The Exciting History of Fishing in Ketchikan

Charters in this southeastern Alaska town explain Ketchikan’s fishing roots and what made it the “Salmon Capital of the World”

Every town across the world has a “history” of one sort or another. How many times have you passed through a small town with a sign saying “Welcome to historic [insert town here]”?

Most of the time, we shrug and go “…what in the world is so historic about this place?”

While the beginnings of a particular place may not be very exciting or significant in the grand scheme of things, there are a few towns where their history has transcended the city limits. Examples include Le Mars, Iowa, which is known as the “Ice Cream Capital of the World” or Tupelo, Mississippi, which was the birthplace of Elvis Presley.

Ketchikan, Alaska is one such place. Not only is this small city sit on the footsteps of the “Last Frontier,” it is more appropriately known as the “Salmon Capital of the World.”

This small city with a current population of around 7700 residents is situated on the western side or Revillagigedo Island on the southern tip of the Alaskan peninsula. To give you context, Ketchikan is roughly 680 miles north of Seattle and 235 miles south of Juneau, Alaska, the state’s capital.

Continue reading for a brief history of Ketchikan, Alaska and how it carries significance for people who will never take one of the many fishing charters in the area or even come within 1000 miles.

Like many areas of North America, the story of Ketchikan begins with Indian tribes and the abundant fishing and other natural resources

Before non-native settlers discovered Ketchikan in the late 1800s, the area was inhabited by various tribes like the Tlingits who fished the abundant waters of Ketchikan Creek. Both the Tongass and Cape Fox Tlingits had a fish camp at the mouth of the creek that they referred to as “kitschk-hin,” or “thundering wings of an eagle.”

Like numerous other tribes in coastal Alaska, Ketchikan Creek played a vital role in the Tlingits survival.

As time went on though, the area’s abundant fish and timber resources started drawing the attention of outsiders.

The actual town of Ketchikan traces its beginnings to 1885 when Mike Martin purchased 160 acres from Chief Kyan.  The area’s first salmon cannery opened the following year. In 1892, the town’s post office was established and in the latter part of that decade, Ketchikan became a center of activity during the Yukon gold rush. However, gold mining eventually declined, leaving fishing as the area’s primary industry to this day.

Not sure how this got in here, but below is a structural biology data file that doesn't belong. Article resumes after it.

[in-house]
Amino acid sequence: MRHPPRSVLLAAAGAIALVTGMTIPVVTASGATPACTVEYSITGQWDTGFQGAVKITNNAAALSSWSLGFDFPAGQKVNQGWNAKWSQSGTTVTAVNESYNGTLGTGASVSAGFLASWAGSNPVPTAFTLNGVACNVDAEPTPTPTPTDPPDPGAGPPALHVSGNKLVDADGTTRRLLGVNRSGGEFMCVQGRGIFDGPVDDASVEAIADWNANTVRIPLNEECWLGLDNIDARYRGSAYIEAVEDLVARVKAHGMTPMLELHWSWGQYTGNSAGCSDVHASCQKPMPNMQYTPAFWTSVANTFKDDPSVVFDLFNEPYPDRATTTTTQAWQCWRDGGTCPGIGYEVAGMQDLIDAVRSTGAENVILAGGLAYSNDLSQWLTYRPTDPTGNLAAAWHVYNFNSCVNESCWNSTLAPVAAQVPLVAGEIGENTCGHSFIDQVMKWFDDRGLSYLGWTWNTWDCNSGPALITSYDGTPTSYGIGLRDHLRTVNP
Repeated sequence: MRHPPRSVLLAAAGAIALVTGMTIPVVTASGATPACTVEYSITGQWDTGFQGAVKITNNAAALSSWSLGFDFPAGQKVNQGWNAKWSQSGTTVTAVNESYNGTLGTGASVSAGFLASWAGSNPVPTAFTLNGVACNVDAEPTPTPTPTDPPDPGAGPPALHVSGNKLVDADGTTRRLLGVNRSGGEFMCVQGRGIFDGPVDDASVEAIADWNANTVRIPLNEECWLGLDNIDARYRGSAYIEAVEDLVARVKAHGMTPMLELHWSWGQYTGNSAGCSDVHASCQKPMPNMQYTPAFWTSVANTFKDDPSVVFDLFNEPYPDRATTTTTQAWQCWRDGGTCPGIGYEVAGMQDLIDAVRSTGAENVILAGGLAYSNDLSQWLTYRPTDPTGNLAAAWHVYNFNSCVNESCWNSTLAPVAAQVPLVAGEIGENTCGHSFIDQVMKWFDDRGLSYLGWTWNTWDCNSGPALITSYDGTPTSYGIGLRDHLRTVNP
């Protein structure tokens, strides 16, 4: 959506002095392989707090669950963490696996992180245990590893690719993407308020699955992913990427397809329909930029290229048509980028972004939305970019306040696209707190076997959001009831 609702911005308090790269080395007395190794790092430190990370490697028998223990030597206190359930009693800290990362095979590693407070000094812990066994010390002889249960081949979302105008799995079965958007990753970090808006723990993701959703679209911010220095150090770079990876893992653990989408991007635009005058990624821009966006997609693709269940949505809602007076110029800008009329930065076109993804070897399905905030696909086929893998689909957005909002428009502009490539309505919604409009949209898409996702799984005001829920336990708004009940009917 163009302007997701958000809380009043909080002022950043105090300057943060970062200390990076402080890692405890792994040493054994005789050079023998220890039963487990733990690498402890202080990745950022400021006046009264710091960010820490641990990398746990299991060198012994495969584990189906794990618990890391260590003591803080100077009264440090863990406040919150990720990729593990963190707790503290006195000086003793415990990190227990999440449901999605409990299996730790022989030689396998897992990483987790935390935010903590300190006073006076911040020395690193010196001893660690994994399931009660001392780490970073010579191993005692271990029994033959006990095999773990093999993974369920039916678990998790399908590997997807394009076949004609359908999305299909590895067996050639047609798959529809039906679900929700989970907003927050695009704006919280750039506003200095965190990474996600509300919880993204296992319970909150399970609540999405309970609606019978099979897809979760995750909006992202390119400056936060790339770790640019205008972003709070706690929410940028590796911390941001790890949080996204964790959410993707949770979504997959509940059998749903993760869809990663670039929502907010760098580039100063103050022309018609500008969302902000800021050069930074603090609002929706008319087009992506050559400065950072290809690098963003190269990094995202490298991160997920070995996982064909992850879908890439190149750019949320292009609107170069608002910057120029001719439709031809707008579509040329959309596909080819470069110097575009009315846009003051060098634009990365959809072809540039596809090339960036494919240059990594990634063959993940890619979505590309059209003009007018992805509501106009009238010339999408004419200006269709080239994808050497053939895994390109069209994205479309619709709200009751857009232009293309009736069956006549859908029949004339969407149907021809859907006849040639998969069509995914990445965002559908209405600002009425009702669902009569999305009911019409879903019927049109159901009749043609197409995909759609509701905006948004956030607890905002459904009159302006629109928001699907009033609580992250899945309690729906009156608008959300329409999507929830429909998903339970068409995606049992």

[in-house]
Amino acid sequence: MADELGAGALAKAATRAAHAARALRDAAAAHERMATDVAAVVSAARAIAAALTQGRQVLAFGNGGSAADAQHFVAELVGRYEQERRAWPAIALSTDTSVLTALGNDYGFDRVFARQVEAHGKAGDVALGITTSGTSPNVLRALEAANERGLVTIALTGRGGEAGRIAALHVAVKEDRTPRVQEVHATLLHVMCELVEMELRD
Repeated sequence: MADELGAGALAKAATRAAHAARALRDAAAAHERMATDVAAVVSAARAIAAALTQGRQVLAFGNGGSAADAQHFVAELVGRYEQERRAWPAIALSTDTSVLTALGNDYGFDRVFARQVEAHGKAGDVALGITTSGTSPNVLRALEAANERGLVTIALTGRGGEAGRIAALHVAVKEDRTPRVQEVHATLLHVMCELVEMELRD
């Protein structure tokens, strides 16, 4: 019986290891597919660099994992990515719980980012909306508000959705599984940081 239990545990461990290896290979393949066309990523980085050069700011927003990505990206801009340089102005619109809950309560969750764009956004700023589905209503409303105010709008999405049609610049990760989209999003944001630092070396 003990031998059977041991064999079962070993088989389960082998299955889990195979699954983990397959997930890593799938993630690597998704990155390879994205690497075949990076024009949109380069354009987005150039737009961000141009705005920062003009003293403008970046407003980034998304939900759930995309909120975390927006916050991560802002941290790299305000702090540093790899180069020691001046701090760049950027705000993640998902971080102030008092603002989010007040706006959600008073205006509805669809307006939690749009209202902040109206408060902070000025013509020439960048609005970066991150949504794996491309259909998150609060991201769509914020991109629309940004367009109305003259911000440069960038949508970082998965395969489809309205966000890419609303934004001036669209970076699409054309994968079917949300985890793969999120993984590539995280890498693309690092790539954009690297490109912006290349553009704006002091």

Ketchikan became a formally incorporated town in 1900.

Due to Ketchikan’s abundant numbers of salmon, canning operations began springing up in the late 1800s

Ketchikan’s first cannery opened the year after Mike Martin purchased the land surrounding the mouth of Ketchikan Creek. However, the facility burned after its second season of operation. Undeterred, Martin and George Clark, a business partner, established a “saltery” as well as a general store.

Despite this setback, the Ketchikan area witnessed tremendous growth in the salmon canning industry. By the mid-1930s, there were 13 facilities in operation producing 1.5 million cans of salmon a year. It was during this time Ketchikan became known as “The Salmon Capital of the World.”

Fishing and salmon canning only tell half the story of Ketchikan’s development though.

Due to the exploding demand of salmon starting in the late-1800s, lumber was needed for building the canning facilities and packing boxes. This led to the establishment of the Ketchikan Spruce Mills in the early 1900s. Demand for spruce was especially high during World War II. In 1954, a $55 million pulp mill was established at nearby Ward Cove. The pulp mill(s) and logging also helped sustained Ketchikan’s economy when overfishing depleted the salmon runs.

Today, fishing remains a vital part of Ketchikan’s economy. However, tourism has also become a big driver. Over 1 million people visit Ketchikan each summer off of cruise ships alone.

Ketchikan fishing - bridge in town
Image courtesy of Ketchikan Visitors Bureau

As you can probably guess, fishing charters are also a big part of the Ketchikan, Alaska economy and history. Thousands flock to the area each year to take advantage of the world-class fishing Alaska is known for. Visit to learn more about these charters and to schedule your excursion today.

Featured image courtesy of Len Turner via Wikimedia Commons

Leave a Reply

Fill in your details below or click an icon to log in: Logo

You are commenting using your account. Log Out /  Change )

Google photo

You are commenting using your Google account. Log Out /  Change )

Twitter picture

You are commenting using your Twitter account. Log Out /  Change )

Facebook photo

You are commenting using your Facebook account. Log Out /  Change )

Connecting to %s

This site uses Akismet to reduce spam. Learn how your comment data is processed.